We all held our breath. We all let our common eagerness cloud the room. They were about to appear magically right before us. The superheroes of Pussy Riot were inches away and we yearned to mirror their reflections.

Maja Tosic

After waiting in lines outside and in chairs inside, two women of Pussy Riot, a Russian punk rock protest group, finally walked quickly across stage and sat down in the boxy leather chairs positioned on-stage. They stared into the audience as bright lights and cheers pounded upon them. We all focused on them and were met by what could only be described as poised nervousness. Our superheroes weren’t flexing or chanting or smiling with cockiness (no pun intended). They looked just like you and me.

As Pussy Riot sat gracefully on stage, they allowed us to get up close and personal. Not only were we able to lean in to their thoughts and statements, but we were also able to inhale their appearance. Their image and poise reflected back upon us, and we were able to learn valuable lessons about one’s strength and ability.

At first, it was odd to see such strong and rebellious individuals sitting so calmly and delicately. I had envisioned revolutionaries to be beyond human — something entirely different than myself. To my surprise, I found myself admiring Nadya Tolokonnikova’s nail polish and Masha Alyokhina’s shoes. I was quickly envisioning us connecting over the latest trends and exchanging makeup. Their presence humanized their movement. And most significantly, their down-to-earth presence signaled that potential revolutions are burning within each of us. It doesn’t take a superpower to spark the fire, but it does take courage to unleash it.

In addition, I came to see strength in their softness and uncomfortableness. They didn’t have to flex their muscles or raise their voices to exude strength. They didn’t have to use their exterior to prove that strength lay within their interior. Their presence also taught us that strength and courage are internal qualities that reside independently of appearance. You don’t have to look tough to be tough.

Beyond their appearance and poise, Pussy Riot’s words taught us the power of their reflections and resulting actions and called for us to do the same. They explained that every action starts with a reaction — a recognition of injustice. Within their own lives and during their imprisonment, they came to understand how unfairly the low-income and incarcerated populations are treated in Russia. Their reaction lead to their actions of protest and the formation of their latest organization, Zona Prava. Their new organization hopes to provide support and legal rights to incarcerated populations. Throughout the interview, their responses were often interjected with the encouragement for us to disrupt similar disorder. They repeatedly mentioned that we too have the ability to reclaim our power by unleashing our refusal to be silenced. But can Pussy Riot’s protests and tactics act as a guide for us to follow in Ann Arbor?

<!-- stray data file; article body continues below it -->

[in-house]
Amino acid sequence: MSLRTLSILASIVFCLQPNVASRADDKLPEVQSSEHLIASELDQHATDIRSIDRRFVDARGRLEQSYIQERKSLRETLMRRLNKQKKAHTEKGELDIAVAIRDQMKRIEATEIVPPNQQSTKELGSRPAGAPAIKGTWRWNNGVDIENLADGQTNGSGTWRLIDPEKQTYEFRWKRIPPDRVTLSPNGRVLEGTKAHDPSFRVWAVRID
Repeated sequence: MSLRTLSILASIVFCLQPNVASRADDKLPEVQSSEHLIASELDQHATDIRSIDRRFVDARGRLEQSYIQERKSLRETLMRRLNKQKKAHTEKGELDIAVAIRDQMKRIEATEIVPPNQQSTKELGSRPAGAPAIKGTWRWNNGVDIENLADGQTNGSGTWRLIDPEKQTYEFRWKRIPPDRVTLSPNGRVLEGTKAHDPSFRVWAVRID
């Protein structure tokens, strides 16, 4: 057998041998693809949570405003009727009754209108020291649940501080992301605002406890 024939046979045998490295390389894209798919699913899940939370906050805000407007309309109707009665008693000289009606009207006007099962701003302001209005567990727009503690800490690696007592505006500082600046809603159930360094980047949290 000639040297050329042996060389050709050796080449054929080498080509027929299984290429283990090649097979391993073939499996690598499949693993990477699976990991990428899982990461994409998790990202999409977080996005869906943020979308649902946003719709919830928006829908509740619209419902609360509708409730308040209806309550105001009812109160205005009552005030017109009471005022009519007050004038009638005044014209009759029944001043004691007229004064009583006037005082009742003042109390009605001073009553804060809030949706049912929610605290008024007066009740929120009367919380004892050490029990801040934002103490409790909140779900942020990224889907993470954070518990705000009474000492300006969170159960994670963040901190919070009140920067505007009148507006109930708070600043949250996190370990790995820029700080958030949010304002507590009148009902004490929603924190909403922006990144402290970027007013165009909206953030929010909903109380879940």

As with any situation, context is important. We may search for the same media and world recognition in our pursuits of justice, but the avenues to reach them will look different. Ann Arbor is often labeled as progressive and liberal. Though seemingly positive, these descriptors may in fact inhibit change. It may blind people into truly believing that we have reached equality and liberality. To create change, in an institution that believes change has already been reached, requires different tactics and a harder road to awakening. It’s easy to reflect upon Pussy Riot’s imprisonment and see how injustice is rampant in Russia. But to do the same amongst privileged folks in a place that deems itself as progressive is more difficult.

In order to create protests and change that resemble Pussy Riot’s efforts, the blind must first be awakened from their deep sleep. At this University, that task is not a small feat. If we truly wish to mirror Pussy Riot, we must first tackle the difficulty of justifying a protest. We must first unveil injustice within institutions that have become very good at hiding it. We must first learn that not only do powerful institutions take away our right to humanity, but they also silence us so that the echoes of our pain may never reach the surface. We must first listen to these commonly threaded echoes. Then we may protest.

Maja Tosic can be reached at tosimaj@umich.edu.

Leave a comment

Your email address will not be published.